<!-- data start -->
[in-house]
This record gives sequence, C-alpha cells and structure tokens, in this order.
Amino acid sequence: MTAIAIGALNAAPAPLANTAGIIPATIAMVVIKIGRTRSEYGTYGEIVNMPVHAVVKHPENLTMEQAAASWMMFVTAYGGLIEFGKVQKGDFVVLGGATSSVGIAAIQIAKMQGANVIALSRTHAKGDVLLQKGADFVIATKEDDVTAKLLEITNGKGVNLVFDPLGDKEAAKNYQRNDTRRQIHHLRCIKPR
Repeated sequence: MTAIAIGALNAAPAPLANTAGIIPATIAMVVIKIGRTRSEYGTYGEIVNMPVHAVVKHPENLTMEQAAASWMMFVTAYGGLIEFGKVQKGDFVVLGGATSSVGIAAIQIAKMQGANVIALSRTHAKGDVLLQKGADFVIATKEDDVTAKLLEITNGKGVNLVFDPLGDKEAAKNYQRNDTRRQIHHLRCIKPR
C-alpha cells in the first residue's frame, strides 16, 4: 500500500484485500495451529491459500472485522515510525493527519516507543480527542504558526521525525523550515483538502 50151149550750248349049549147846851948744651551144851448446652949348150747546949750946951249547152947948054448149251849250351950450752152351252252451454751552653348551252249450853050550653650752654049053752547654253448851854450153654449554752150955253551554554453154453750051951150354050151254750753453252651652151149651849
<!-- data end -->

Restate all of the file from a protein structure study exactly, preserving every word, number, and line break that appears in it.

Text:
[in-house]
This record gives sequence, C-alpha cells and structure tokens, in this order.
Amino acid sequence: MTAIAIGALNAAPAPLANTAGIIPATIAMVVIKIGRTRSEYGTYGEIVNMPVHAVVKHPENLTMEQAAASWMMFVTAYGGLIEFGKVQKGDFVVLGGATSSVGIAAIQIAKMQGANVIALSRTHAKGDVLLQKGADFVIATKEDDVTAKLLEITNGKGVNLVFDPLGDKEAAKNYQRNDTRRQIHHLRCIKPR
Repeated sequence: MTAIAIGALNAAPAPLANTAGIIPATIAMVVIKIGRTRSEYGTYGEIVNMPVHAVVKHPENLTMEQAAASWMMFVTAYGGLIEFGKVQKGDFVVLGGATSSVGIAAIQIAKMQGANVIALSRTHAKGDVLLQKGADFVIATKEDDVTAKLLEITNGKGVNLVFDPLGDKEAAKNYQRNDTRRQIHHLRCIKPR
C-alpha cells in the first residue's frame, strides 16, 4: 500500500484485500495451529491459500472485522515510525493527519516507543480527542504558526521525525523550515483538502 50151149550750248349049549147846851948744651551144851448446652949348150747546949750946951249547152947948054448149251849250351950450752152351252252451454751552653348551252249450853050550653650752654049053752547654253448851854450153654449554752150955253551554554453154453750051951150354050151254750753453252651652151149651849